The visual diagnosis of seizures in the newborn is fraught with errors of overdiagnosis and underdiagnosis. The use of neuromuscular blockade, for example, renders clinical recognition of neonatal seizures nearly impossible. Consequently, it is appreciated that the EEG is the gold standard for the detection and quantification of electrographic neonatal seizures (ENSs) (14). This study was conducted to measure the contemporary occurrence of postoperative ENSs for infants with a wide variety of CHDs who undergo infant heart surgery by using CPB with or without DHCA. The specific characteristics of the ENSs, associations with magnetic resonance imaging (MRI) findings, and response to antiepileptic drug (AED) treatment are emphasized in this report.


Patient population

A long-term study of the association of apolipoprotein E (apoE) polymorphisms and neurodevelopmental outcome in survivors of infant heart surgery was initiated at this institution in 1998 and currently includes 550 subjects. Enrolled infants had CHD requiring surgery by using CPB with or without DHCA, were aged newborn to 6 months at the time of surgery, lacked known genetic syndromes except for the 22Q11 deletion, and English was the primary language spoken in the household. A subset population of the larger apoE study was invited to be enrolled into this video-EEG study.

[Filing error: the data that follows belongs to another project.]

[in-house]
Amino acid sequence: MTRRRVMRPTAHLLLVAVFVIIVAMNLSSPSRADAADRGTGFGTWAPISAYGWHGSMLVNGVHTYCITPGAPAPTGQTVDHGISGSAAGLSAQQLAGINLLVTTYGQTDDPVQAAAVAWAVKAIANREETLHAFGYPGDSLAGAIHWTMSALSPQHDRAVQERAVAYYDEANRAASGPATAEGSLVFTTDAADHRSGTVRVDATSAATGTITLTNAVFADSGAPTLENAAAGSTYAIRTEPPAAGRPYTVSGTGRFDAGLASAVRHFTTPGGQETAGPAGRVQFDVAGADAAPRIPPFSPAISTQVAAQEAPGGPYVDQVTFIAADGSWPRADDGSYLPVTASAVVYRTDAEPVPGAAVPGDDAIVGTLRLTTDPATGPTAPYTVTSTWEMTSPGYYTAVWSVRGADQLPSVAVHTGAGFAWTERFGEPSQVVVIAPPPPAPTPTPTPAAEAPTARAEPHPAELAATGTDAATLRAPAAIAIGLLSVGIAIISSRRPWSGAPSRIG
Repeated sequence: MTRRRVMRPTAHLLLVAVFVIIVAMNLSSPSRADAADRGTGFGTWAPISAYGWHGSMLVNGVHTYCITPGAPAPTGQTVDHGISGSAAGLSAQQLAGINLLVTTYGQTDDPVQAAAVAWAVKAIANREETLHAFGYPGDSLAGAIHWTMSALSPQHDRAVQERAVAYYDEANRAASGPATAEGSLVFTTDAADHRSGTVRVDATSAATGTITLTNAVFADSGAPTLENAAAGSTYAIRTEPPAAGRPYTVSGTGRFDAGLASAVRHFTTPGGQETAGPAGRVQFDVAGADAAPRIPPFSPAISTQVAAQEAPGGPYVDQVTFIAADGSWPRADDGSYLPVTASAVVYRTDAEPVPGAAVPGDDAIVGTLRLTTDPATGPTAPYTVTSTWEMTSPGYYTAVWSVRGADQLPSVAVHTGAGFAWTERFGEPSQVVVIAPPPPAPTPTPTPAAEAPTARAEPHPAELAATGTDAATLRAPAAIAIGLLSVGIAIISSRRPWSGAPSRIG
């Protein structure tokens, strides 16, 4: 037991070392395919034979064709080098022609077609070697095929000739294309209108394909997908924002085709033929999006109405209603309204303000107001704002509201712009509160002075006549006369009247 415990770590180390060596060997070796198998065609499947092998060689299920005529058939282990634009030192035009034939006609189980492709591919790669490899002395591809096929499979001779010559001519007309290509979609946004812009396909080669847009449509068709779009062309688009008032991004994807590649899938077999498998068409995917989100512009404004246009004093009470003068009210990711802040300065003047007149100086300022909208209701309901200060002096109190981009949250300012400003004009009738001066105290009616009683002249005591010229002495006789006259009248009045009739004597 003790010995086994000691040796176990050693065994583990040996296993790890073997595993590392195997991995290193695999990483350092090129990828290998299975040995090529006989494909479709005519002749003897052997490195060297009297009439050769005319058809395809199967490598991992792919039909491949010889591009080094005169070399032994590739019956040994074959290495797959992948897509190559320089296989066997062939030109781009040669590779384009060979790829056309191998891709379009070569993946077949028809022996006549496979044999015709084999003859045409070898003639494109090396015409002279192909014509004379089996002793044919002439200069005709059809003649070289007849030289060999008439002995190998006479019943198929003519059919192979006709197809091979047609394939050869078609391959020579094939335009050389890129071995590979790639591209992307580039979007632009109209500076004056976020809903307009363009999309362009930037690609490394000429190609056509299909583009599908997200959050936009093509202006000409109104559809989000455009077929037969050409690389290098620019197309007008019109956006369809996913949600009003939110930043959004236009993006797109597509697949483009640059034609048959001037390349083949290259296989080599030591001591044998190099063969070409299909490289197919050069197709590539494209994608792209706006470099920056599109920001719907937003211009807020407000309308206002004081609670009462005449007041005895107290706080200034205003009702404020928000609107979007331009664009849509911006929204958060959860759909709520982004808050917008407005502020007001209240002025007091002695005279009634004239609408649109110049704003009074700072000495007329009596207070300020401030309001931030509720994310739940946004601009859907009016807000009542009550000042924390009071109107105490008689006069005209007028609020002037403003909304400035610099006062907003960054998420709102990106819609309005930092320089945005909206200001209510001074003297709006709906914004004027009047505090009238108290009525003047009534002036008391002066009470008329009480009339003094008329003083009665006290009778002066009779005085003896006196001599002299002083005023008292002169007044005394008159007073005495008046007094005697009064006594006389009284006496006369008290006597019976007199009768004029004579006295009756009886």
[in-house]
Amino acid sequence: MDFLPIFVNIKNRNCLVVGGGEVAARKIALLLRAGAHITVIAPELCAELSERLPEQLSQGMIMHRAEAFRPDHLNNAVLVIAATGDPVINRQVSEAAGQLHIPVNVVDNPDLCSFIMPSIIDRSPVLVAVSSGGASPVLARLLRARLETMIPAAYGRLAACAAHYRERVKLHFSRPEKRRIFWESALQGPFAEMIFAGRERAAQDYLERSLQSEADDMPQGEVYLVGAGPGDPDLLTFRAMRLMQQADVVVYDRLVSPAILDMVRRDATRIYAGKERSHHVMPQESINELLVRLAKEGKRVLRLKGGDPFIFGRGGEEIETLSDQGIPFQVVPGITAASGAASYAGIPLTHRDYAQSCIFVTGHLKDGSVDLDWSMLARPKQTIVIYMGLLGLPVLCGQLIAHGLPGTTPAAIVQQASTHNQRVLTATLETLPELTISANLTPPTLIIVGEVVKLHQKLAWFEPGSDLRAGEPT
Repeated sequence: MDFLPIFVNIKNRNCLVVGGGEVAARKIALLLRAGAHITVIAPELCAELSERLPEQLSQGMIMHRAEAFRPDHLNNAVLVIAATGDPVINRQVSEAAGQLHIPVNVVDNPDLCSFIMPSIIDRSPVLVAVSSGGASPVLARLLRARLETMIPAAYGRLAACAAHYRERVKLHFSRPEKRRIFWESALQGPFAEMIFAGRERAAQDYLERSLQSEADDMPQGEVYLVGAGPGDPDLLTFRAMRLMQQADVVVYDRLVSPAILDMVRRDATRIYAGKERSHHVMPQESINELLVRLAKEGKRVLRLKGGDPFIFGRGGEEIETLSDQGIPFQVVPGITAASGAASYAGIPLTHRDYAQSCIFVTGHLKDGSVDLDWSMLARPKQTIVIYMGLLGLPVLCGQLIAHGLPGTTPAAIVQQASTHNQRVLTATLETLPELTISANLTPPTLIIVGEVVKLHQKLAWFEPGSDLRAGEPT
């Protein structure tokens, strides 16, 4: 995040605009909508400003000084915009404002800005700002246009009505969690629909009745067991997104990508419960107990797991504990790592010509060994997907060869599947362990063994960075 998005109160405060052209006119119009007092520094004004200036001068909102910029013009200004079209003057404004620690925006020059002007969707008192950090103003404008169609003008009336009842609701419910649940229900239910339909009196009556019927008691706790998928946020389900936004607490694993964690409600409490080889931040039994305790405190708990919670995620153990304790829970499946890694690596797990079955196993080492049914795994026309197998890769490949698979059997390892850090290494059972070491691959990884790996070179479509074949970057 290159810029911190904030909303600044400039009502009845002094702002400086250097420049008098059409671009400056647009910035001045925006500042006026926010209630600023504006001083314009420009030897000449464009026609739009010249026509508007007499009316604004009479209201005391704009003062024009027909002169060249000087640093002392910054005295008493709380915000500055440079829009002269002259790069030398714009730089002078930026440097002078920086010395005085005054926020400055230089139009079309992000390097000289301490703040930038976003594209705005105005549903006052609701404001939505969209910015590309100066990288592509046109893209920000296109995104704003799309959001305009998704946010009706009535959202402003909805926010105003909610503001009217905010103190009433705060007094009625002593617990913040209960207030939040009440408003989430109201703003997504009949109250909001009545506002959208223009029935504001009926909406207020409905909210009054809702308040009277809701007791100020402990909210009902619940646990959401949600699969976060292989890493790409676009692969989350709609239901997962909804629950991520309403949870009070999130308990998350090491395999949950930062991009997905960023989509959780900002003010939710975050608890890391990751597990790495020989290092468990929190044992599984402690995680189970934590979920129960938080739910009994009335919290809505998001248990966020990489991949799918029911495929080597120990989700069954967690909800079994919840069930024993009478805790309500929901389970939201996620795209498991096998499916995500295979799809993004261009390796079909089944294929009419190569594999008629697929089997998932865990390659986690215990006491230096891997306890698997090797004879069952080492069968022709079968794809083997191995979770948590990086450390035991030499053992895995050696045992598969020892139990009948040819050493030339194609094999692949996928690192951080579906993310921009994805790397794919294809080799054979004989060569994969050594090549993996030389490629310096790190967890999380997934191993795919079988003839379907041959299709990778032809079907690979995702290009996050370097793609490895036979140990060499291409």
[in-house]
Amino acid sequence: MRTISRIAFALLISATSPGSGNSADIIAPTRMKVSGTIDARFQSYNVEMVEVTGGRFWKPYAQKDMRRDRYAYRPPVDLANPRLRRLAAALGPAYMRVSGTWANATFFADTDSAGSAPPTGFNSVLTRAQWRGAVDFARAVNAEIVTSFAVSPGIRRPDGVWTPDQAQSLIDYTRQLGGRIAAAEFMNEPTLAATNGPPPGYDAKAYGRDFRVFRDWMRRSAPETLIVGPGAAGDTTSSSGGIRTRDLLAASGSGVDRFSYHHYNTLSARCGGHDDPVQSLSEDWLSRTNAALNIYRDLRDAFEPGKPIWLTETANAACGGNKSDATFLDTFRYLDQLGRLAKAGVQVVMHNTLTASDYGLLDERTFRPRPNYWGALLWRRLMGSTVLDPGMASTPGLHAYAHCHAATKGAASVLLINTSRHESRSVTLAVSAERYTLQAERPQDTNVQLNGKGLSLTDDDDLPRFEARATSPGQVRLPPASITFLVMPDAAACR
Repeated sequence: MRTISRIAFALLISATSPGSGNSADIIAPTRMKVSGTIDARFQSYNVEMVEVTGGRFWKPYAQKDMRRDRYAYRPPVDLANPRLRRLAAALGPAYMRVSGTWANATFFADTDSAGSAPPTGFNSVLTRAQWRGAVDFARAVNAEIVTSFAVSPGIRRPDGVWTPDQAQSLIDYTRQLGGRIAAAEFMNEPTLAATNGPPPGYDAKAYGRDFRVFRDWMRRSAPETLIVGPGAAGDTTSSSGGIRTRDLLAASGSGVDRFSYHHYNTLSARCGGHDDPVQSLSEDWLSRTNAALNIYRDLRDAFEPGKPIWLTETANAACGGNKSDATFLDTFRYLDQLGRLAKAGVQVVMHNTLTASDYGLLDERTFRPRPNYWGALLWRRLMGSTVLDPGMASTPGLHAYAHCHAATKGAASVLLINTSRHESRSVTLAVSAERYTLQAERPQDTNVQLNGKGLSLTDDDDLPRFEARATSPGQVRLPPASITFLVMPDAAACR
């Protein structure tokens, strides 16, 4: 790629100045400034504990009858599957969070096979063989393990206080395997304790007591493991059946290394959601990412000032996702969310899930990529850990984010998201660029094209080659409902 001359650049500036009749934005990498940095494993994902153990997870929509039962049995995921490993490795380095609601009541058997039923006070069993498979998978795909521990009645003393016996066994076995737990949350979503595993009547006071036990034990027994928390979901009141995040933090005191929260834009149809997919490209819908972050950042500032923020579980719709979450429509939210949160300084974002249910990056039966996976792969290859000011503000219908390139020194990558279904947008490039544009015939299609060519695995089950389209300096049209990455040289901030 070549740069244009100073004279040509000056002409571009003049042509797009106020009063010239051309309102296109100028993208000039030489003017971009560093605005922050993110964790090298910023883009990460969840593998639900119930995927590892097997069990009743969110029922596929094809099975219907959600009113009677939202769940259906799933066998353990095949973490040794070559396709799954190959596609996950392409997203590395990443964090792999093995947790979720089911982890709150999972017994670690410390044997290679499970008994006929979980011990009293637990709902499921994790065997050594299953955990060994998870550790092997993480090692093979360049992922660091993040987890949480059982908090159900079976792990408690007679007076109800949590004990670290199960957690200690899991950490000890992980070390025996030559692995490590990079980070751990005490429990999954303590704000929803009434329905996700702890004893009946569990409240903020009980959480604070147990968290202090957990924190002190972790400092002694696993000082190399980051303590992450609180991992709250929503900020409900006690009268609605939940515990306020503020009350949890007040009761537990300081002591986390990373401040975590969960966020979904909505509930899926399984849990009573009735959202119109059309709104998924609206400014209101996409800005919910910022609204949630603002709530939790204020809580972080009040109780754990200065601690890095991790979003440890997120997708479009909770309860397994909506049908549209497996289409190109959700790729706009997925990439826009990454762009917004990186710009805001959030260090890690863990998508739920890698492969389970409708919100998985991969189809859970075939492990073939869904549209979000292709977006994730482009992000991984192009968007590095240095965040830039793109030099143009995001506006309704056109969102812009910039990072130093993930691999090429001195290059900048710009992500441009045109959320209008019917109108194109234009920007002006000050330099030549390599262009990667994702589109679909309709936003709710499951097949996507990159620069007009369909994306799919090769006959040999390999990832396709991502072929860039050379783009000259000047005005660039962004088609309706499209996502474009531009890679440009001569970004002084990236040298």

Demographics and clinical characteristics of the EEG study population were available from the database of the apoE polymorphism study. Signed, informed consent was obtained from the parents, and the study was approved by the Institutional Review Board.

Timing of the video-EEG examinations

A brief, 15-min preoperative baseline video-EEG was recorded just before the surgery and then resumed for 48 h after surgery while the patient remained in the Cardiac Intensive Care Unit (CICU). Studies were terminated early only for death or at parental request. The 48 h of postoperative recording were classified into four periods: epoch one (first 12 h postoperatively), epoch two (second 12 h postoperatively), and so forth. Some patients required continuation of video-EEG monitoring for clinical indications to monitor seizures that had persisted beyond the 48-h study period.

Video-EEG examinations

Video-EEGs were recorded on one of three identical portable Telefactor “millennium Beehive” machines (Conshohocken, PA, U.S.A.), capturing time-synchronized video images and digital EEG data. In all subjects, samples of EEG background for all four epochs of the 48-h examination and all examples of ENSs were transferred to compact discs for later review and detailed EEG analyses.

Recording technique

Surface electrodes were applied according to the international 10-20 system, modified for neonates. Tracings were recorded at 15 mm/s with a recording sensitivity of 7 μV/mm. Surface electrodes were applied with collodion glue, and records were frequently reevaluated for technical adequacy and electrodes reapplied or regelled if needed.